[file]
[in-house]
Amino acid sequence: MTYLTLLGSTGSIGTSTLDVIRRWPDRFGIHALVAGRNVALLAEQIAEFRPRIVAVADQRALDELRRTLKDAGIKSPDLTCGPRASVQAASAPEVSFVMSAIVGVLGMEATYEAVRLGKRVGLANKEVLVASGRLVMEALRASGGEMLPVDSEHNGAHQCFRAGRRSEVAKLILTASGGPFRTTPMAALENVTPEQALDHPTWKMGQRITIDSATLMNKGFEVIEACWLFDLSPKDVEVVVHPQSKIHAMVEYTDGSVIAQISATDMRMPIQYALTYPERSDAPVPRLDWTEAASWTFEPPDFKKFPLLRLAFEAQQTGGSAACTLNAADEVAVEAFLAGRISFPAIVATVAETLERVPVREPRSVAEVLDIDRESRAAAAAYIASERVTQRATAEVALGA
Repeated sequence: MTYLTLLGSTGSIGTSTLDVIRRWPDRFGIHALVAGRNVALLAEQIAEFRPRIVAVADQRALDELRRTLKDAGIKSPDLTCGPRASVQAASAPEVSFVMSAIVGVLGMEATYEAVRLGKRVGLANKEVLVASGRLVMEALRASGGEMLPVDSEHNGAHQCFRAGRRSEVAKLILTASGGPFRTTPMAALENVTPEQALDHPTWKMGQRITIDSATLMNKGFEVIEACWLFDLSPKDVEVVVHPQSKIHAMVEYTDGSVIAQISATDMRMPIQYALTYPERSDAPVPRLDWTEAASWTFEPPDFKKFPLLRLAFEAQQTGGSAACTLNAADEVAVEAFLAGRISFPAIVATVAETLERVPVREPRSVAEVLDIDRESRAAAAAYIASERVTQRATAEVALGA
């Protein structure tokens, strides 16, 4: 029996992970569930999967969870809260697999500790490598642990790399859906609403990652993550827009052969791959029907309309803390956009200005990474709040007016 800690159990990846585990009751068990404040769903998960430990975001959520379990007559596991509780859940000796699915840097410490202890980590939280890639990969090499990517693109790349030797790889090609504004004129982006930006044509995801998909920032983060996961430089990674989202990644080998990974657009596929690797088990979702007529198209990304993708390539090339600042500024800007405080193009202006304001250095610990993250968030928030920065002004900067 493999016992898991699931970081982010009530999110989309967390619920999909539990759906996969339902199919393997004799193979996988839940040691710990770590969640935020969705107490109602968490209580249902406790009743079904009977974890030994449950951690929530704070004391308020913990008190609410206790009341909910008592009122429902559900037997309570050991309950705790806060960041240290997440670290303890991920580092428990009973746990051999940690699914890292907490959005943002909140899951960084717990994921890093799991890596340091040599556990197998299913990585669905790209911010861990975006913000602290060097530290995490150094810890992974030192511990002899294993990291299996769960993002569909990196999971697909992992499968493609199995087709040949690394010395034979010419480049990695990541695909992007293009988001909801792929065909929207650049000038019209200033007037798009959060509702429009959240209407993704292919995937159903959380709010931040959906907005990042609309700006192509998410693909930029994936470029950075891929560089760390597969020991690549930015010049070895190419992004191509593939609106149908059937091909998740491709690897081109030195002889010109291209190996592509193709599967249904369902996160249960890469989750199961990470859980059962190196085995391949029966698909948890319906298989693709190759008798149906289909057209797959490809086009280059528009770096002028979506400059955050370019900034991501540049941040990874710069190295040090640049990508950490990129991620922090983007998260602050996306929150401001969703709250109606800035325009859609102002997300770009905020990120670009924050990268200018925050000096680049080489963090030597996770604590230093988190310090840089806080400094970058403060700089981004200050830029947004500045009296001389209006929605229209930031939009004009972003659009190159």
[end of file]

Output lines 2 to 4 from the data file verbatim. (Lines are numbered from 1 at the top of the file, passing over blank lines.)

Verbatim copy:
Amino acid sequence: MTYLTLLGSTGSIGTSTLDVIRRWPDRFGIHALVAGRNVALLAEQIAEFRPRIVAVADQRALDELRRTLKDAGIKSPDLTCGPRASVQAASAPEVSFVMSAIVGVLGMEATYEAVRLGKRVGLANKEVLVASGRLVMEALRASGGEMLPVDSEHNGAHQCFRAGRRSEVAKLILTASGGPFRTTPMAALENVTPEQALDHPTWKMGQRITIDSATLMNKGFEVIEACWLFDLSPKDVEVVVHPQSKIHAMVEYTDGSVIAQISATDMRMPIQYALTYPERSDAPVPRLDWTEAASWTFEPPDFKKFPLLRLAFEAQQTGGSAACTLNAADEVAVEAFLAGRISFPAIVATVAETLERVPVREPRSVAEVLDIDRESRAAAAAYIASERVTQRATAEVALGA
Repeated sequence: MTYLTLLGSTGSIGTSTLDVIRRWPDRFGIHALVAGRNVALLAEQIAEFRPRIVAVADQRALDELRRTLKDAGIKSPDLTCGPRASVQAASAPEVSFVMSAIVGVLGMEATYEAVRLGKRVGLANKEVLVASGRLVMEALRASGGEMLPVDSEHNGAHQCFRAGRRSEVAKLILTASGGPFRTTPMAALENVTPEQALDHPTWKMGQRITIDSATLMNKGFEVIEACWLFDLSPKDVEVVVHPQSKIHAMVEYTDGSVIAQISATDMRMPIQYALTYPERSDAPVPRLDWTEAASWTFEPPDFKKFPLLRLAFEAQQTGGSAACTLNAADEVAVEAFLAGRISFPAIVATVAETLERVPVREPRSVAEVLDIDRESRAAAAAYIASERVTQRATAEVALGA
């Protein structure tokens, strides 16, 4: 029996992970569930999967969870809260697999500790490598642990790399859906609403990652993550827009052969791959029907309309803390956009200005990474709040007016 800690159990990846585990009751068990404040769903998960430990975001959520379990007559596991509780859940000796699915840097410490202890980590939280890639990969090499990517693109790349030797790889090609504004004129982006930006044509995801998909920032983060996961430089990674989202990644080998990974657009596929690797088990979702007529198209990304993708390539090339600042500024800007405080193009202006304001250095610990993250968030928030920065002004900067 493999016992898991699931970081982010009530999110989309967390619920999909539990759906996969339902199919393997004799193979996988839940040691710990770590969640935020969705107490109602968490209580249902406790009743079904009977974890030994449950951690929530704070004391308020913990008190609410206790009341909910008592009122429902559900037997309570050991309950705790806060960041240290997440670290303890991920580092428990009973746990051999940690699914890292907490959005943002909140899951960084717990994921890093799991890596340091040599556990197998299913990585669905790209911010861990975006913000602290060097530290995490150094810890992974030192511990002899294993990291299996769960993002569909990196999971697909992992499968493609199995087709040949690394010395034979010419480049990695990541695909992007293009988001909801792929065909929207650049000038019209200033007037798009959060509702429009959240209407993704292919995937159903959380709010931040959906907005990042609309700006192509998410693909930029994936470029950075891929560089760390597969020991690549930015010049070895190419992004191509593939609106149908059937091909998740491709690897081109030195002889010109291209190996592509193709599967249904369902996160249960890469989750199961990470859980059962190196085995391949029966698909948890319906298989693709190759008798149906289909057209797959490809086009280059528009770096002028979506400059955050370019900034991501540049941040990874710069190295040090640049990508950490990129991620922090983007998260602050996306929150401001969703709250109606800035325009859609102002997300770009905020990120670009924050990268200018925050000096680049080489963090030597996770604590230093988190310090840089806080400094970058403060700089981004200050830029947004500045009296001389209006929605229209930031939009004009972003659009190159």